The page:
This week in food policy, Farm Bill negotiations start up (again), fast food workers go on strike, PETA launches another controversial campaign, and more.
Plus food insecurity on the rise and more on food stamp cuts in this week's policy roundup.
This week in food policy, we take a look at depleting cod populations, talk food aid in the Philippines, and highlight how workers in low-wage jobs are struggling to make ends meet as the holidays approach.
This week in food policy, we read about the environmental consequences of ethanol, Unilever commits to sustainable palm oil, the number of woman farmers continues to grow, and more.
In this week's food news round-up, "natural" foods may be leaving shelves, with trans fats not far behind. Plus, learn more about how sugar price supports are driving American confectioners overseas.
This month, we learned all about soul food, discovered the history of San Francisco's food scene, and devoured essays from the newest Best Food Writing anthology. Check out our favorite food books this month!
San Francisco Supervisor Scott Weiner proposes a soda tax, Farm Bill negotiations are back on the table following a delay, cuts to the national food stamp program, and more in this week's food policy roundup.
GMO labeling is up for vote in Washington state, a new report tracks the effects of pesticide poisoning in Argentina, the Mexican government attempts to fight obesity with soda taxes, and more in this week's food policy roundup.
A British garffiti artist takes aim at the food industry in New York, President Obama calls for a new Farm Bill, freak blizzards kill cattle in South Dakota, and more in this week's food news and policy roundup.
As the government shutdown enters its second week, many nutrition and agriculture programs are feeling its impact. Here are a few ways that the food world is affected by furloughs and restricted funding.
This month, we read books about climate change, soil depletion, agricultural laborers and processed sugar. Click through to find out more about four books we're loving right now!
The Natural Resources Defense Council and the Harvard Food Law and Policy Clinic released a joint report this week highlighting a major cause of food waste in the U.S. According to "The Dating Game: How Confusing Food Date Labels Lead to Food Waste in America," well, confusing food date labels lead to food waste in America. Let's break it down.
Congress has a lot on its agenda, and several food policies are awaiting debate. What happened this week in Congressional food policy? $40 billion in cuts to the food stamp program was just the beginning.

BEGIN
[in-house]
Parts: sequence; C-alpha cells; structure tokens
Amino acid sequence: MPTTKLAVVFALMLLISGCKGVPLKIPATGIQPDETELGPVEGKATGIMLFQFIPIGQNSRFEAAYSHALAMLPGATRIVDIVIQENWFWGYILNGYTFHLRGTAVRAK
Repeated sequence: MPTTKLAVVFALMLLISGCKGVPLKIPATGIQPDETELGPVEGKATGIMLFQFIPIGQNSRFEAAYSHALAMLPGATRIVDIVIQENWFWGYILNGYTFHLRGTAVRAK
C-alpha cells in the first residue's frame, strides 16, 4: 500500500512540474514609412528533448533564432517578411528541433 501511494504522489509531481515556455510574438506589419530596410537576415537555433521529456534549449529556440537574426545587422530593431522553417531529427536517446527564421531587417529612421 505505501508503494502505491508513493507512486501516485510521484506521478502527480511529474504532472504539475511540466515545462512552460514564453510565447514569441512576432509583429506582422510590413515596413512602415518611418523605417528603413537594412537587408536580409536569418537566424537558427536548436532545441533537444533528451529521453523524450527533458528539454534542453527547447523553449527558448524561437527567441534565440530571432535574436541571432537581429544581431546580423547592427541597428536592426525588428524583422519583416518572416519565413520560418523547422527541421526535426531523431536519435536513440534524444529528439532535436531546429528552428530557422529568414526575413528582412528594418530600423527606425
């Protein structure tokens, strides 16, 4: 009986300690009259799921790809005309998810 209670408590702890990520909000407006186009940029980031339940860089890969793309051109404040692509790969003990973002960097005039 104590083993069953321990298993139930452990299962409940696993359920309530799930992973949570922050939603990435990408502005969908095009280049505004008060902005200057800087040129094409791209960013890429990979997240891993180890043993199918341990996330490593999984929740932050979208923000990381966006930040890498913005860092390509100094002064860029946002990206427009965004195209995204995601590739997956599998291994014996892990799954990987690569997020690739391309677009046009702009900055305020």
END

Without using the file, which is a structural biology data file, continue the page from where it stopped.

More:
Controversy surrounds the documentation and infrastructure required by the Food Safety Modernization Act, which opponents say is disproportionally difficult for small farmers to keep up with.
Restaurant workers in 58 cities strike for higher wages, the Federal Crop Insurance Program payments reach and all-time record, and fast food companies continue advertising to children in this week's food policy roundup.
From the history of chocolate to a gritty memoir of life on a cultish organic farm, here are five food books that we've been reading.
There's something funny going on with this year's avocado harvest. The avocados are unusually, suspiciously, and dramatically small— smaller, perhaps, than they ever have been before.
Josey Baker is elevating the neighborhood bakery at The Mill in San Francisco. We chatted with him about how he came to love baking bread, what inspired his current loaves, and where The Mill is headed.
Senate passes a bill that could overall the immigration process for many seeking to live and work in America, a raisin grower takes his case to the Supreme Court, and more in this week's food policy news.
From a mysterious beet crime in Oregon to a breakthrough in the Japanese ban of US wheat, here's what's going on in food policy this week.
Last spring, fast food workers went on strike in New York City. Now, employees are taking their fight for higher wages nation-wide.
From a sociohistorical analysis of processed foods to memoirs written by some of the biggest names in the food industry, here are five books we've been reading.
New York City Deputy Mayor Linda Gibbs and Health Commissioner Thomas Farley announced this week that New York will launch a new chapter of the Fruit and Vegetable Prescription Program, or FVRx, a program that allows doctors to "prescribe" fruits and vegetables to families at risk for obesity and diet-related illness.
After running a popular bakery in LA for twenty years, Mani Niall has opened his latest shop in Oakland. He hopes that Sweet Bar will make standard pastries special by using organic ingredients and offering a variety of gluten-free and vegan options that appeal to everyone.
The upcoming mayoral election in New York City will result in the first transition of power that office has seen in 12 years. Of the seven candidates vying for outgoing Mayor Michael Bloomberg's seat, six of them appeared at the New School's Food Policy Forum last Wednesday to discuss their positions on key food policy issues, such as restaurant labor organizing, school lunches, the food stamp program, and soda regulations.
An egg fried in the center of a piece of bread. It's a simple preparation that elevates the union of eggs and toast, two beautiful things, to a whole new level. What do you call it?
Louis Restaurant has been an early morning/very latenight staple for college students and Providence locals for decades. The menu is standard diner fare: eggs any way, hash browns, and fluffy pancakes, in addition to off-menu items like tofu scramble scribbled on sheets of paper posted on the wall. The gruff but warm-hearted waitstaff will make you pretty much anything you want, as long as the ingredients are in the kitchen. That's how a friend of mine ended up with this killer reuben.